Jackcoms 20:45 25 Aug 2005

"What would you or anybody else in here recommend. if I have to go down the buy a new machine"

click here

'Nuff said!

  PC Bilbo 21:48 25 Aug 2005

Advancement in computer technology is not linear and no one not even Bill Gates has so far predicted the future correctly.Whatever you buy will be superseded by a newer version within a month or two.

Therefore most important thing is to list what you want your computer to do and get one that is tailored
to that.

Faster processor speeds and fast multi-texture graphics really only make a major difference to gamers running the latest games.

If you've had your computer since 1999 it would be more practicable to get a modern one that will run XP.Replacement parts will eventually prove more difficult expensive to source and not all new accesories will supprt Win 98

As a guide if you don't want to build yourself have a look at PCA's Top 10 Superbudget PC's from around £500 including monitor, XP Home and some office software.These are based on AMD 64 or Intel Pentium 4 processors. You can always spec less monitor and add more memory and better graphics.If you go the AMD route go for a 939 skt processor as the 754 skt flavour will probably get dropped in the next 12 months.

  dan11 22:11 25 Aug 2005

It may be worth looking at a barebones system. You know the inside of a computer and you have a lot of usable parts. The hard drives, flat panel along with a new infra-red mouse and keyboard, possibly your optical drives.

A new case, mobo, cpu and memory for £155.click here. If you were to still use 98se, this would speed it up no end. Put in a dvdrw with software for around £29. click here. Others click here

It would even run XP with ease.

Whether it would keep up with the kids, they never do.:-(

  lester1 00:24 26 Aug 2005

Fred the flour grinder

I was in the should I upgrade situation a few months ago.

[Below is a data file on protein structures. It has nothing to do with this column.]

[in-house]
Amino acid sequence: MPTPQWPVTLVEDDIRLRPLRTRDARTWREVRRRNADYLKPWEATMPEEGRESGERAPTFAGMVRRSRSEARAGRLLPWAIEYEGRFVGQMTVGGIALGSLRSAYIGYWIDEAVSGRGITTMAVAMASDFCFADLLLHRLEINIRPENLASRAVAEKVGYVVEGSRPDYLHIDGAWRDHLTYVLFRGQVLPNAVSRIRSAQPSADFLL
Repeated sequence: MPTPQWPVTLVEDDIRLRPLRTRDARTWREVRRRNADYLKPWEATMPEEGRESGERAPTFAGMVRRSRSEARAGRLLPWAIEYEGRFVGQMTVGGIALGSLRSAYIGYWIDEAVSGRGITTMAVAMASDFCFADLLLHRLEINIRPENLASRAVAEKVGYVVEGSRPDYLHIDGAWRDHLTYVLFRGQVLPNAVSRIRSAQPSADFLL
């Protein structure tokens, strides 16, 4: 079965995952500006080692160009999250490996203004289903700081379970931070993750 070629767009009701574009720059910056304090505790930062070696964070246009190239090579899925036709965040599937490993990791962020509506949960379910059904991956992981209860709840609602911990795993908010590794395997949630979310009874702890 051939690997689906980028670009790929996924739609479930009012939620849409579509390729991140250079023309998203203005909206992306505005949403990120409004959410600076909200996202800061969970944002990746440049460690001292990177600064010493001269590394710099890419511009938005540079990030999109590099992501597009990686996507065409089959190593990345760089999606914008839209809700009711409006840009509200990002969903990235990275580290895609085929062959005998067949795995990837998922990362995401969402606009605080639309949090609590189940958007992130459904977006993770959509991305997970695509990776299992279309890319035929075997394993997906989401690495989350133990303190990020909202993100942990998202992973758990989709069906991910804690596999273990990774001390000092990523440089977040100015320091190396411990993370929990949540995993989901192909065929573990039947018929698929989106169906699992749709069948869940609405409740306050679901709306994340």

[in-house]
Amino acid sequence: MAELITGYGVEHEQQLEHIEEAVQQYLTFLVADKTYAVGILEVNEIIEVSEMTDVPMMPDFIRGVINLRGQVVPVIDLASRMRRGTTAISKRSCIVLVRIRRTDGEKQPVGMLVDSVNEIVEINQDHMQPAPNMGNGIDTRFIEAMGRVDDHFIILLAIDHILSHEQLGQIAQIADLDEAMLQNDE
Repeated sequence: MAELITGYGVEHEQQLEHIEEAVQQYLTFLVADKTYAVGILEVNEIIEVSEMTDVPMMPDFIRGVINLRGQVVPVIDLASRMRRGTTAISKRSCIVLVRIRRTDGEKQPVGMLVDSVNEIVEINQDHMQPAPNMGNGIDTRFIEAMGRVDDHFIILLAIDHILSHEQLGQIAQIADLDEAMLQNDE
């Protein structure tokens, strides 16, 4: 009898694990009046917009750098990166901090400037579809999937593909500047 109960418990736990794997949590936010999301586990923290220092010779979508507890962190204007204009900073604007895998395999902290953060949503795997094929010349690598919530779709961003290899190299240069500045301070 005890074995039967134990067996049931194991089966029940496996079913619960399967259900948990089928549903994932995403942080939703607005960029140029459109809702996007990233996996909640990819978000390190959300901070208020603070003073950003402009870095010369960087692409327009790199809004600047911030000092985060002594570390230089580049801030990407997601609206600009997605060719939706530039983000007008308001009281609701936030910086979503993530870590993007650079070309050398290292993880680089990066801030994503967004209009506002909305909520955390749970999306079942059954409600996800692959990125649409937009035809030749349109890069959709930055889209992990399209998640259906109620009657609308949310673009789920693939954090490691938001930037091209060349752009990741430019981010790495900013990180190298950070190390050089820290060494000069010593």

Old system circa 1999 not handling my new digital pictures very well etc.

So I commisioned a builder to give me a system that would handle all of my current needs.

Athlon 64 +3000 160GB HD, 512Mb memory, Multi format DVD writer, TFT Moniter, etc.

XP came as standard and I must say I am impressed with the improvement over 98.

In your position I would go with dan11 and get a Bare Bones system and incorporate the hardware you already have. You will not regret it.

  Andsome 08:31 26 Aug 2005

Definitely don't even think about a brand name. You will get and pay for so called free software that you will never need. If you get any problems you will probably be kept waiting on expensive helplines, then taken through more expensive telephone time trying to track the problem. After that you will probably be sent a component and asked to fit it yourself. No good asking them to come out as promised when you bought the machine. Find a local shop and visit during a busy time, say Saturday. Mingle with other customers and ask about the reputation of the shop. Then return at a quieter time and discuss your requirements fully with the proprietor. You will get a machine to exactly match your requirements. Any problems, just pop back down the road and get personal service. You can't beat it.